And it bears mentioning that these 12 million people are doing essential labor, which non-immigrants simply will not do. Case in point: the fruit and vegetable harvests in North Carolina and California.
The farms that supply Nash Produce were among many across the state that couldn't find enough workers last fall, and farmers say the problem could escalate this year. Enforcement raids have increased the cost to immigrants of sneaking over the border and discouraged many illegal immigrants from coming.
Some worry that North Carolina will end up like California, where portions of last fall's crops rotted in the fields and ripe fruit fell from the trees because workers didn't come to pick them.
This year, contractors are predicting that labor will be tight again, said Joyner, president of a cooperative of about a dozen growers, which includes Leggett. He said his farmers are so worried that they refused to plant all the cucumbers he could have sold this year.
"Americans today don't want to sweat and get their hands dirty," said Doug Torn, who owns a wholesale nursery in Guilford County. "We have a choice. Do we want to import our food or do we want to import our labor?"
With the holiday season ahead, it's worth noting that Christmas trees also are subject to the same labor issues.
The bottom line is simply this: if you are against illegal immigrants on the basis of the rule of law, then that same rule of law demands that every single one of those 12 million immigrants get complete due process. And given that the vast majority of those 12 million people are doing essential and honest work that native born Americans won't do, it's a ludicrous waste of resources to do so. Even if 100% of all federal prosecutions today were devoted to this, it would still only amount to 0.5%. And even if we somehow were to manage to deport all 12 million, they would be here the very next day, given that we have no meaningful way to police and control all 1,952 miles of border between the United States and Mexico.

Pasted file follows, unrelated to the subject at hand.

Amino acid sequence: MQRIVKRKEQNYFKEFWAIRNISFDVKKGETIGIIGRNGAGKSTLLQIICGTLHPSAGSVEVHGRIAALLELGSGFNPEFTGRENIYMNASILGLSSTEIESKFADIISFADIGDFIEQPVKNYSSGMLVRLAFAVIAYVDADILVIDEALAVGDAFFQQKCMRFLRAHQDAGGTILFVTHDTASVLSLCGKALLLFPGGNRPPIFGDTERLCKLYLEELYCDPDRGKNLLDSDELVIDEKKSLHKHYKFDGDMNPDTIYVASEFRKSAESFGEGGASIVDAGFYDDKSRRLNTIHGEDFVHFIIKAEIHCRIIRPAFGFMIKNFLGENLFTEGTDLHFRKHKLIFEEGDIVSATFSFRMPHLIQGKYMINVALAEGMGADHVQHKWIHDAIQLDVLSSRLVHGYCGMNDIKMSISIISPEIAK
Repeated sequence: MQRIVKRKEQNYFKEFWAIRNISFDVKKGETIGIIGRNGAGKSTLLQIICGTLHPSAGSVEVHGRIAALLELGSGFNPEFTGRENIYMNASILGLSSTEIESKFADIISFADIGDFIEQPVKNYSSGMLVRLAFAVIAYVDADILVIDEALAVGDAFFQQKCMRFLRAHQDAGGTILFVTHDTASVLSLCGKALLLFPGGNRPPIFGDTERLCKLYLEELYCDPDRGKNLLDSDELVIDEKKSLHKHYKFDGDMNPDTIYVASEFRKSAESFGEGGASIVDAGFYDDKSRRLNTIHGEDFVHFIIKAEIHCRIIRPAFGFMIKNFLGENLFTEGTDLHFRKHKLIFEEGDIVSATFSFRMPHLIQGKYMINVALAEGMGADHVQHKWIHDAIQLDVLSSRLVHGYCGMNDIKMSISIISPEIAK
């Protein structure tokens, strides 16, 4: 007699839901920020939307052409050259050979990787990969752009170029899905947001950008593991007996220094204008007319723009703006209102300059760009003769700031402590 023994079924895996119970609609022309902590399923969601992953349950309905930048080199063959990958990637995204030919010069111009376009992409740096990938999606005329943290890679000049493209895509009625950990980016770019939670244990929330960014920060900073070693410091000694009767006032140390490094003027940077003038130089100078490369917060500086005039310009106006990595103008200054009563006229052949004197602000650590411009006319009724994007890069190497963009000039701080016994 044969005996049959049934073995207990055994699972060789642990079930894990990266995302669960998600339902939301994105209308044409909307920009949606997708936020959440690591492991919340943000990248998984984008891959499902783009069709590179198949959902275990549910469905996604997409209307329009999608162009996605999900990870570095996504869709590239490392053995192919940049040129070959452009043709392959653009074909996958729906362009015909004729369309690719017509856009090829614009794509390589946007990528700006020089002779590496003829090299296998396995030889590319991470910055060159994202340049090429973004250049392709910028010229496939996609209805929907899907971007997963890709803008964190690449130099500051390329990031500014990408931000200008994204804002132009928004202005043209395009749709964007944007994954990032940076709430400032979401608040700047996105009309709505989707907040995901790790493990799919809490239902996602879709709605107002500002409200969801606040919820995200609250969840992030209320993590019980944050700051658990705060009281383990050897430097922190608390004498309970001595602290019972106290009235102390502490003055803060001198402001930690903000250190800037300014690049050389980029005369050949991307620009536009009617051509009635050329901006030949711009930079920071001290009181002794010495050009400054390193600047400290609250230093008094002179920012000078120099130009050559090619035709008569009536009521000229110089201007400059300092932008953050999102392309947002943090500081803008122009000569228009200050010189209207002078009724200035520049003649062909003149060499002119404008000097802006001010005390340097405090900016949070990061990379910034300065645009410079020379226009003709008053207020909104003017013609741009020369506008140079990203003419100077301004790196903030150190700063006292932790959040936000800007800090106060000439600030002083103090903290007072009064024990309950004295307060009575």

So what is the solution here? Well, that will be addressed more fully in my next post (and shaped in part by the debate here). But suffice to say for now as a hint that the present system is indeed unsustainable and harmful - but not for the reasons that the anti-immigration crowd thinks.
DiscussionPost a Comment
Obama 2008 - I want my country back
Nation-Building was founded by Aziz Poonawalla in August 2002 under the name Dean Nation. Dean Nation was the very first weblog devoted to a presidential candidate, Howard Dean, and became the vanguard of the Dean netroot phenomenon, raising over $40,000 for the Dean campaign, pioneering the use of Meetup, and enjoying the attention of the campaign itself, with Joe Trippi a regular reader (and sometime commentor). Howard Dean himself even left a comment once. Dean Nation was a group weblog effort and counts among its alumni many of the progressive blogsphere's leading talent including Jerome Armstrong, Matthew Yglesias, and Ezra Klein. After the election in 2004, the blog refocused onto the theme of "purple politics", formally changing its name to Nation-Building in June 2006. The primary focus of the blog is on articulating purple-state policy at home and pragmatic liberal interventionism abroad.